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06 Feb 2009, Posted by Eric Karstens in European Policy, 0 Comments

European Institute of Technology: The Tapas Principle


In my article of 2 February, I discussed the genesis of the European Institute of Technology and Innovation (EIT), namely its plans to implement its purpose via the creation of Knowledge and Innovation Communities (KICs).

At the 23 January EIT seminar in Budapest, the general consensus seemed to be that innovation is neither taught nor generally pursued extensively enough in Europe. Speakers did, however, emphasise that innovation must not be an end in itself. Rather, it should lead to practical applications and tangible results. Or, as Nick Wainwright from Hewlett Packard put it: “A device without a service is a gadget.”

While this is a persuasive argument in the realm of technology, it runs the risk of blocking out liberal arts and humanities. If communication, one of the EIT’s themes, is not only understood as mere data processing, but rather as the process of societal self-discovery and self-interpretation, it does not fit well with a purely product-oriented approach. A solar cell, for instance, can be improved with research and development. It can become more efficient, smaller, cheaper to produce, et cetera.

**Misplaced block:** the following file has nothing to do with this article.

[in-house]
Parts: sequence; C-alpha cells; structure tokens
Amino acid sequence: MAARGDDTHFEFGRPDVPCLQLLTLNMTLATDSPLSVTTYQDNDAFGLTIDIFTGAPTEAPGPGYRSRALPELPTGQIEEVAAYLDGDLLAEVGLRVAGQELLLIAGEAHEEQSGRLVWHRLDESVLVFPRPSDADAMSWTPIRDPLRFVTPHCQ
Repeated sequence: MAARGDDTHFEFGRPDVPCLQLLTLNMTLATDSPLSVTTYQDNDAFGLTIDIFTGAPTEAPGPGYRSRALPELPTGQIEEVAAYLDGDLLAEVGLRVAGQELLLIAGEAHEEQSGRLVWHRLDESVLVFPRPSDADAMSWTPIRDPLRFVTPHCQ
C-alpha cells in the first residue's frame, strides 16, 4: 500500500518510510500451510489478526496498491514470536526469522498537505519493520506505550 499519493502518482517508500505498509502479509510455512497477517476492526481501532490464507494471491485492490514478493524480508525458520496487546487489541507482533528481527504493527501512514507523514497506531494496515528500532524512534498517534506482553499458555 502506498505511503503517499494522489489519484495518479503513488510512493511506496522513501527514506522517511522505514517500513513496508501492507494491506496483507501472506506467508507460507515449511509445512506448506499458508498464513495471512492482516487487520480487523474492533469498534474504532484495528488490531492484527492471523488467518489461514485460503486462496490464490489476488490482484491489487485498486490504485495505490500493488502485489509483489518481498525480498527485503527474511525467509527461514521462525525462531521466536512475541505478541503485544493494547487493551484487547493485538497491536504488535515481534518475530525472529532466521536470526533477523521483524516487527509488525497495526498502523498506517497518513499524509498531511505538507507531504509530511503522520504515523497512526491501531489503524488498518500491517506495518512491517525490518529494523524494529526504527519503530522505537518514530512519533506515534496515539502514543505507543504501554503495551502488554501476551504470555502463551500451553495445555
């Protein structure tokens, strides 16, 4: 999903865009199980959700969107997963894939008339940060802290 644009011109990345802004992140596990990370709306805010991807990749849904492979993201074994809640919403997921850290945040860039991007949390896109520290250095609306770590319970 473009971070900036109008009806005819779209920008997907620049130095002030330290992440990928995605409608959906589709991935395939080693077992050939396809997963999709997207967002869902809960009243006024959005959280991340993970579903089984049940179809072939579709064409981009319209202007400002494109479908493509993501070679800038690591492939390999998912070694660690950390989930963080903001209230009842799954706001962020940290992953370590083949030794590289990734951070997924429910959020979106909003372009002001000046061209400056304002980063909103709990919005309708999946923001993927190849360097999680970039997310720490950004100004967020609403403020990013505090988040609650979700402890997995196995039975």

The field of philosophy, on the other hand, would never see the same kind of progress. Of course, there are historic ideas which have been dismissed. But the main point of this science is – as with communication – to adapt to shifting frameworks of meaning and to spread understanding. Abstract ideas and changing perspectives can be far more innovative than any single tech discovery.

Therefore, the EIT should not only support applied research and development, but also fundamental research. It should include social and cultural disciplines. The Information and Communication Society is equally about training and education (German: Bildung) in the sense of Wilhelm von Humboldt. The EIT has recognised this by way of requiring all its projects to have a societal impact and achieve a broad public outreach.

In any case, however, the EIT approach of KICs with a lifetime of seven or more years might actually not be the most fertile ground for innovation, as EJC director Wilfried Rütten remarked on the sidelines of the conference. You basically do not think and research and develop for six and a half years straight and then arrive at a great result just in time when the funding expires. Essential innovation is often about sudden inspiration, a flash of genius that can occur at any time.

There are different ways to nurture this kind of nonlinear process of fits and starts. The EIT has chosen the aggregation approach: Put as many smart minds as possible on a task (i.e., form a KIC). Hence, the definition of that task is the truly critical moment. And by their sheer size, the planned KICs lend themselves to large-scale industrial technology or to complex, multi-track problems rather than to small, agile, and flexible grassroots developments.